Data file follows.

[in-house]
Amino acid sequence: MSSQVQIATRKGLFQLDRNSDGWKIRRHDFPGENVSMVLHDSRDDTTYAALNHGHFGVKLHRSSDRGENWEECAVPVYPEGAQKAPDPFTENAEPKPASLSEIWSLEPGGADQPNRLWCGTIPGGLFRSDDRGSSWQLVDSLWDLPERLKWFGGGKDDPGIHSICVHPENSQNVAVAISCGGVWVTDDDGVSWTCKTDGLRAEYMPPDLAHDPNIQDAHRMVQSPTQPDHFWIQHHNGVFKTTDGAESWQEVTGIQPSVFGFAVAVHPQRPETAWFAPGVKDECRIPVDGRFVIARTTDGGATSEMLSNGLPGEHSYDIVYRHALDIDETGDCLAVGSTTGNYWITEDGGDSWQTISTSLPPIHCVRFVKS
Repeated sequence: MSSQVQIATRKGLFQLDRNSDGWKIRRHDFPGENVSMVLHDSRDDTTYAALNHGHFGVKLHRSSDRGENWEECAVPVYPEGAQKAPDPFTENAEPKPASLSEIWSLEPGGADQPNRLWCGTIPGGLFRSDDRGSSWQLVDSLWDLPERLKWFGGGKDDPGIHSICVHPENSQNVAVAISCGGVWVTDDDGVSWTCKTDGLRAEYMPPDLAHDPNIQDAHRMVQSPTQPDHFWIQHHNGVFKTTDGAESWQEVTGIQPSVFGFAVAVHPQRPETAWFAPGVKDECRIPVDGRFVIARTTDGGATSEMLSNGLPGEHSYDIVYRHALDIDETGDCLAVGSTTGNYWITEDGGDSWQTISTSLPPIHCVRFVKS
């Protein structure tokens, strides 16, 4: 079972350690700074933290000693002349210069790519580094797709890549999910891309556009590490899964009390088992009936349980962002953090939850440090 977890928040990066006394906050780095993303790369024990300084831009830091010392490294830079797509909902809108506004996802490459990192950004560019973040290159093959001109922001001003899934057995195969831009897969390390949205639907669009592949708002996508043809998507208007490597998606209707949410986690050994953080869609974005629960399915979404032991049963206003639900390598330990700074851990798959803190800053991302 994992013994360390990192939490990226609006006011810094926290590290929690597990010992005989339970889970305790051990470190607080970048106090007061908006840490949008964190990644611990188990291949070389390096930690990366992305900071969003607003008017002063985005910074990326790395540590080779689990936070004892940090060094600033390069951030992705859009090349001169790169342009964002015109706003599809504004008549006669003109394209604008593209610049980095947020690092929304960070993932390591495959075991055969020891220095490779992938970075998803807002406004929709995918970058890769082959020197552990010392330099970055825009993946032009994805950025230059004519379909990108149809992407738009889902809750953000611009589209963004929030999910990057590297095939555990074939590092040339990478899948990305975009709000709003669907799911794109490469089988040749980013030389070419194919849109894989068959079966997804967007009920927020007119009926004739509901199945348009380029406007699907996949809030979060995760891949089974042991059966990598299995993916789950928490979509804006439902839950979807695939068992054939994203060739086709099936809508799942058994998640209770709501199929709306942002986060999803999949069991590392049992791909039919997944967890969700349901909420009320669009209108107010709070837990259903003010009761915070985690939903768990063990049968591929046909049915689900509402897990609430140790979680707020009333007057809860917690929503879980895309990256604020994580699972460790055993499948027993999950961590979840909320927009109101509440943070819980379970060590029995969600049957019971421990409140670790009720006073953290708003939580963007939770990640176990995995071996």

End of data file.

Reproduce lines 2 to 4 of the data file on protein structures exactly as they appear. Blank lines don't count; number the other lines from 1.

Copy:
Amino acid sequence: MSSQVQIATRKGLFQLDRNSDGWKIRRHDFPGENVSMVLHDSRDDTTYAALNHGHFGVKLHRSSDRGENWEECAVPVYPEGAQKAPDPFTENAEPKPASLSEIWSLEPGGADQPNRLWCGTIPGGLFRSDDRGSSWQLVDSLWDLPERLKWFGGGKDDPGIHSICVHPENSQNVAVAISCGGVWVTDDDGVSWTCKTDGLRAEYMPPDLAHDPNIQDAHRMVQSPTQPDHFWIQHHNGVFKTTDGAESWQEVTGIQPSVFGFAVAVHPQRPETAWFAPGVKDECRIPVDGRFVIARTTDGGATSEMLSNGLPGEHSYDIVYRHALDIDETGDCLAVGSTTGNYWITEDGGDSWQTISTSLPPIHCVRFVKS
Repeated sequence: MSSQVQIATRKGLFQLDRNSDGWKIRRHDFPGENVSMVLHDSRDDTTYAALNHGHFGVKLHRSSDRGENWEECAVPVYPEGAQKAPDPFTENAEPKPASLSEIWSLEPGGADQPNRLWCGTIPGGLFRSDDRGSSWQLVDSLWDLPERLKWFGGGKDDPGIHSICVHPENSQNVAVAISCGGVWVTDDDGVSWTCKTDGLRAEYMPPDLAHDPNIQDAHRMVQSPTQPDHFWIQHHNGVFKTTDGAESWQEVTGIQPSVFGFAVAVHPQRPETAWFAPGVKDECRIPVDGRFVIARTTDGGATSEMLSNGLPGEHSYDIVYRHALDIDETGDCLAVGSTTGNYWITEDGGDSWQTISTSLPPIHCVRFVKS
């Protein structure tokens, strides 16, 4: 079972350690700074933290000693002349210069790519580094797709890549999910891309556009590490899964009390088992009936349980962002953090939850440090 977890928040990066006394906050780095993303790369024990300084831009830091010392490294830079797509909902809108506004996802490459990192950004560019973040290159093959001109922001001003899934057995195969831009897969390390949205639907669009592949708002996508043809998507208007490597998606209707949410986690050994953080869609974005629960399915979404032991049963206003639900390598330990700074851990798959803190800053991302 994992013994360390990192939490990226609006006011810094926290590290929690597990010992005989339970889970305790051990470190607080970048106090007061908006840490949008964190990644611990188990291949070389390096930690990366992305900071969003607003008017002063985005910074990326790395540590080779689990936070004892940090060094600033390069951030992705859009090349001169790169342009964002015109706003599809504004008549006669003109394209604008593209610049980095947020690092929304960070993932390591495959075991055969020891220095490779992938970075998803807002406004929709995918970058890769082959020197552990010392330099970055825009993946032009994805950025230059004519379909990108149809992407738009889902809750953000611009589209963004929030999910990057590297095939555990074939590092040339990478899948990305975009709000709003669907799911794109490469089988040749980013030389070419194919849109894989068959079966997804967007009920927020007119009926004739509901199945348009380029406007699907996949809030979060995760891949089974042991059966990598299995993916789950928490979509804006439902839950979807695939068992054939994203060739086709099936809508799942058994998640209770709501199929709306942002986060999803999949069991590392049992791909039919997944967890969700349901909420009320669009209108107010709070837990259903003010009761915070985690939903768990063990049968591929046909049915689900509402897990609430140790979680707020009333007057809860917690929503879980895309990256604020994580699972460790055993499948027993999950961590979840909320927009109101509440943070819980379970060590029995969600049957019971421990409140670790009720006073953290708003939580963007939770990640176990995995071996």